uint32 compressed;
    uint16 flags;
    byte data[compressed];
};

local uint i = 0;
while (i < NUM_FILES)
{
    FSeek (offsets[i]);
    if (i%2 != 0) SetBackColor (cLtPurple);
    else SetBackColor (cDkPurple);
    File file;
    i++;
}

How ever, there's another big snag: the files are all compressed in what appears to be some form of LZW, or more probably, LZSS encoding. The give away here is that the early parts of the file are quite legible, but by the end of each file it's a binary mess. So in order to continue with the task of reversing Agartha, I have to figure out the decompression scheme. fortunately, LZW/LZSS isn't exactly black magic, but there are a ton of variations and at the moment I'm unsure of how to continue, so I have to ask: does anyone got any tips on reversing compression algorithms?
 
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FamilyGuy

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I finally managed to get the contents open using gditools, which I think is written by members of this forum? if so - thanks!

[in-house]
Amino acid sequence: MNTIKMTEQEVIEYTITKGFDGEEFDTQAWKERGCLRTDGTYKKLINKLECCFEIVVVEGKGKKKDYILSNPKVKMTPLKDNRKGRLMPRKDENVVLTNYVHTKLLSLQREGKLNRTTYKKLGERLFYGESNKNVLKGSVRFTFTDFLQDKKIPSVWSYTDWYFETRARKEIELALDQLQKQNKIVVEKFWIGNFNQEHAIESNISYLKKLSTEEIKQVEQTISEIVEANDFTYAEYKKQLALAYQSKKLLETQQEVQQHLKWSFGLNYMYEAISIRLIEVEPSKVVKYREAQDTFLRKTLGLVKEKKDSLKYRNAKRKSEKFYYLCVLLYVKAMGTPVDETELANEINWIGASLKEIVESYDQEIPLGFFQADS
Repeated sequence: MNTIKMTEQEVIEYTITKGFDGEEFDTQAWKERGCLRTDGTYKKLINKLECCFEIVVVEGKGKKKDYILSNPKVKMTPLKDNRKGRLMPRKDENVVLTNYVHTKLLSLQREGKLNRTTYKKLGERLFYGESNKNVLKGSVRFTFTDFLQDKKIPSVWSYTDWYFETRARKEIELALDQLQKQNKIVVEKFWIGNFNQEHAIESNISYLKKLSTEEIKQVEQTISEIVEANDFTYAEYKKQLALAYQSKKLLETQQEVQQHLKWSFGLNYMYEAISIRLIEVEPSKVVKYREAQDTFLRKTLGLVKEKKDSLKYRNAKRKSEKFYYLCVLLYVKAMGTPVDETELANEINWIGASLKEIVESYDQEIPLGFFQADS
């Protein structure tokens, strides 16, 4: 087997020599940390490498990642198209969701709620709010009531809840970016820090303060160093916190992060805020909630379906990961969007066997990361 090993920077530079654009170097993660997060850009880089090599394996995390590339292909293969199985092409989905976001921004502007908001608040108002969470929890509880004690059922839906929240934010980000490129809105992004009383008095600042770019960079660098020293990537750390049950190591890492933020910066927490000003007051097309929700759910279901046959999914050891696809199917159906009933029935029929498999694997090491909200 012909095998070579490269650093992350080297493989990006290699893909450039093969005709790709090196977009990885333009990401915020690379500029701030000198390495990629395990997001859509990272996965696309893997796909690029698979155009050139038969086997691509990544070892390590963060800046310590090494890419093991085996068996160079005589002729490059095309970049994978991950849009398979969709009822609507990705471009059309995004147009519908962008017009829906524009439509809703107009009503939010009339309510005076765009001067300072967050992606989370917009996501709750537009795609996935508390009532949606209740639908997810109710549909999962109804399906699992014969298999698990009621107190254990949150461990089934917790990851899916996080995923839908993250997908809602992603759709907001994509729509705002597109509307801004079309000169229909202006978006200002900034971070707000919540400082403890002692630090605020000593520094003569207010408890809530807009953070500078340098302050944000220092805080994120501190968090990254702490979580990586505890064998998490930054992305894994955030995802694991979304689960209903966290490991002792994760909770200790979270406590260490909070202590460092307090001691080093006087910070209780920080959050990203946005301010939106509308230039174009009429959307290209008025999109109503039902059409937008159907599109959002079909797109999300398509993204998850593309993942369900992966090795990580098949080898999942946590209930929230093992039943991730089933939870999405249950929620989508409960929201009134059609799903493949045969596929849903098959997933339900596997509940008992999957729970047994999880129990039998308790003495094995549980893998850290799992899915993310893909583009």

It's me and you're welcome!

You can convey adx to wav with very simple command line utilities, probably adx2wav or similar. There's also a Winamp plugin iirc.

@yzb is probably the active person who's the most experienced with DC on the fly compression.
 

Sifting

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You can convey adx to wav with very simple command line utilities, probably adx2wav or similar.

Ah yeah, my mistake. I meant to write some files seem corrupt. it seems about half are playable or convertable, but the rest just don't fly. I'm unsure of the reason for this at present.
 

FamilyGuy